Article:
• Urine: if lymphatic filariasis is suspected, urine should be examined macroscopically for chyluria, then concentrated to examine for microfilariae;
  • Skin: O. 
    volvulus and M. streptocerca diagnosed when microfilariae are detected in multiple skin snip specimens from different sites located on both sides of the body;
  • Eye: microfilariae of O. volvulus may be detected in the cornea or anterior chamber of the eye using slit lamp examination.

Imaging techniques are also of use in diagnosis. Chest X-ray can be used to identify diffuse pulmonary infiltrates in patients with TPE. Ultrasound can be used to monitor lymphatic obstruction, and occasionally to demonstrate adult worms. Lymphoscintigraphy could also be used as an alternative. Serology testing with ELISA can also be performed.

Ivermectin (unlicensed) 150–200µg/kg is the treatment of choice for onchocerciasis in adults aged over 18 years. Two further doses should be given at monthly intervals, repeated after three to six months as needed, usually for several years; plus doxycycline 200mg once daily for six weeks[5]

Albendazole (unlicensed) 400mg twice daily should be given to patients aged over 18 years with W. bancrofti for 21 days for lymphatic filariases and 200mg twice daily for 21 days for Loa loa; plus ivermectin dosage as for onchocerciasis[5]

For Loa loa, diethylcarbamazine (unlicensed) should be given 50mg once daily for the first day, increasing as tolerated to 50mg three times daily on the second day, 100mg three times daily on the third day, then 200mg three times daily, for a total of 21 days at that dose in adults aged over 18 years. Oral steroids should be included for microfilaraemic patients aged over 18 years with loiasis; four-day course of oral prednisolone 20mg once daily, one day before diethylcarbamazine[5]

For M. perstans, patients aged over 18 years should be given doxycycline 200mg once daily for six weeks[5]

Preventative chemotherapy

The WHO recommends preventive chemotherapy as a public health strategy in endemic areas. Antihelminthics used alone, or in combination, prevent morbidity, usually covering multiple helminths at a time, and contribute towards a sustained reduction in transmission[16]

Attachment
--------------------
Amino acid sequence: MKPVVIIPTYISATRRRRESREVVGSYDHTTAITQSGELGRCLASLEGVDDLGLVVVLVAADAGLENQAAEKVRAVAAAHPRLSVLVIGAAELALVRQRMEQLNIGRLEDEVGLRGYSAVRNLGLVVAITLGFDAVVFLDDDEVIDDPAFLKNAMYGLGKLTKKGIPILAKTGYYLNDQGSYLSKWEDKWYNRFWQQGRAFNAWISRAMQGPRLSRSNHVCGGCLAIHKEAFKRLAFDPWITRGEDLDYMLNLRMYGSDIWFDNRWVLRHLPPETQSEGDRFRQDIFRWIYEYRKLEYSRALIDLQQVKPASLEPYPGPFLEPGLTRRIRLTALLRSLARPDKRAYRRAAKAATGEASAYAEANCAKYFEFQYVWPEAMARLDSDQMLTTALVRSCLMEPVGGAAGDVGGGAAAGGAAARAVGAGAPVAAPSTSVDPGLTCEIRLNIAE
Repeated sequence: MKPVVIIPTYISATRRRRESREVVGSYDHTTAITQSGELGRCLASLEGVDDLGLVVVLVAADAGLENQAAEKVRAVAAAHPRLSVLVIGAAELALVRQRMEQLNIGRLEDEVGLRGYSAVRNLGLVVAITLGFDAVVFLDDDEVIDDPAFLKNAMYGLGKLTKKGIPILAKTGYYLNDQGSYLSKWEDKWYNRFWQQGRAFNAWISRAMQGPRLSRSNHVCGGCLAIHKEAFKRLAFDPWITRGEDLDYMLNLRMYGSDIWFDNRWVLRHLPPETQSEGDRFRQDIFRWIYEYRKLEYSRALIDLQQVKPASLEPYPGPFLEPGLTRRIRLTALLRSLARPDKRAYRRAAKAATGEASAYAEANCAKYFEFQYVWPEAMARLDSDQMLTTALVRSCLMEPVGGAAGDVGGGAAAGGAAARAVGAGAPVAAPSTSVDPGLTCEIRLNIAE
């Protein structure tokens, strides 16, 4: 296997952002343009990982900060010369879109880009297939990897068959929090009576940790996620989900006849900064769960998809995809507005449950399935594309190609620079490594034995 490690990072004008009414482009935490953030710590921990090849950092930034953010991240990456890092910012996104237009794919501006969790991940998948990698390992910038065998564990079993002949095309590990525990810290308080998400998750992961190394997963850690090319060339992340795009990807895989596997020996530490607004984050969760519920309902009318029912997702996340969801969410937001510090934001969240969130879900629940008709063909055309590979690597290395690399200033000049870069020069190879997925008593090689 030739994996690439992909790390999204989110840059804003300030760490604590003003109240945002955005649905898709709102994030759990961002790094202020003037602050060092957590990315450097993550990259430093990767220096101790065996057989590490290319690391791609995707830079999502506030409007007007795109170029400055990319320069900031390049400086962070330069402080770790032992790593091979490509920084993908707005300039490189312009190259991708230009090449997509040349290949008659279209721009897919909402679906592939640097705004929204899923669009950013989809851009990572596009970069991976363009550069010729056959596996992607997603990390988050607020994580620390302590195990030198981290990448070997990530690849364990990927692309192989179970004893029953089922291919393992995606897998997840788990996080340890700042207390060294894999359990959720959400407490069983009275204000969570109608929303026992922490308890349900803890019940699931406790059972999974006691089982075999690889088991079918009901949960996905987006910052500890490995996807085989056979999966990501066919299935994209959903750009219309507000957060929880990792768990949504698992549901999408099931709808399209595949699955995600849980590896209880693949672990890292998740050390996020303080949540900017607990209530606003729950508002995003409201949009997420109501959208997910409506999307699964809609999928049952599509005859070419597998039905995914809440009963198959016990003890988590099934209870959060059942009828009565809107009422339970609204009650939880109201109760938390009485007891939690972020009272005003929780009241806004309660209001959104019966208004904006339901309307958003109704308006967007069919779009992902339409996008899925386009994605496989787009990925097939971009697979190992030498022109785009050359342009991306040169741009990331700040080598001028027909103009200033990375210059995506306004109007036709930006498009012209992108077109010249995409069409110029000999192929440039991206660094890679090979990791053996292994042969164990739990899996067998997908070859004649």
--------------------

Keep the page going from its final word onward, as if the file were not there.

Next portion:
. Since many antihelminthics are broad-spectrum, allowing several helminths to be tackled simultaneously, preventive chemotherapy interventions are drug-based rather than disease-based, with emphasis on the best use of available drugs rather than specific infections. The greatest challenge is reaching all at-risk individuals; preventive chemotherapy should begin early in life, and every opportunity should be taken to reach at-risk populations[16]
. For advice to give to people travelling to areas where helminthic infections are prevalent, see ‘Prevention advice’.

Prevention advice

The following prevention advice should be given to all patients travelling to areas where helminthic infections are prevalent:

  • Contaminated food and water pose an infection risk; take adequate hygiene and food and water precautions.
  • Wash hands with soap and water before eating, after using the bathroom, and after direct contact with pre-school aged children, animals or faeces.
  • Avoid eating salads, unpeeled raw fruits and uncooked vegetables; only eat food that is served hot and fully cooked, and fruit that has been washed in clean water, then peeled. Unless known to be safe, avoid using tap water for drinking, preparing food and beverages, making ice, cooking, brushing teeth, and avoid contact with the mouth during showering or bathing.
  • Avoid contact with water that may be contaminated with sewage, faeces or wastewater runoff; near storm drains; after heavy rainfall; or in freshwater of schistosomiasis-endemic areas in the Caribbean, South America, Africa and Asia.
  • To prevent hookworms, avoid walking barefoot in areas where hookworm is common or there may be human faeces-contaminated soil. To protect from bites, diethyltoluamide (DEET)-containing insect repellent, permethrin-soaked clothing, and thick, long-sleeved, long-legged clothing should be worn.

Lucy Hedley, MPharm, MRPharmS, MFRPSI, PGDipGPP, is senior clinical pharmacist HIV/GUM & infectious diseases, University College London NHS Foundation Trust.
Robert L Serafino Wani MBBS, MRCP, FRCPath, MSc (Trop Med), SCE (ID) specialty trainee in infectious disease & microbiology/virology, Hospital for Tropical diseases, University College Hospital, London.

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[14] Tukahebwa EM, Magnussen P, Madsen H et al. A very high infection intensity of Schistosoma mansoni in a Ugandan Lake Victoria Fishing Community is required for association with highly prevalent organ related morbidity. PLoS Negl Trop Dis 2013;7(7):e2268. doi:10.1371/journal.pntd.0002268

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Last updated
The Pharmaceutical Journal, PJ, October 2015, Vol 295, No 7882;295(7882)::DOI:10.1211/PJ.2015.20069529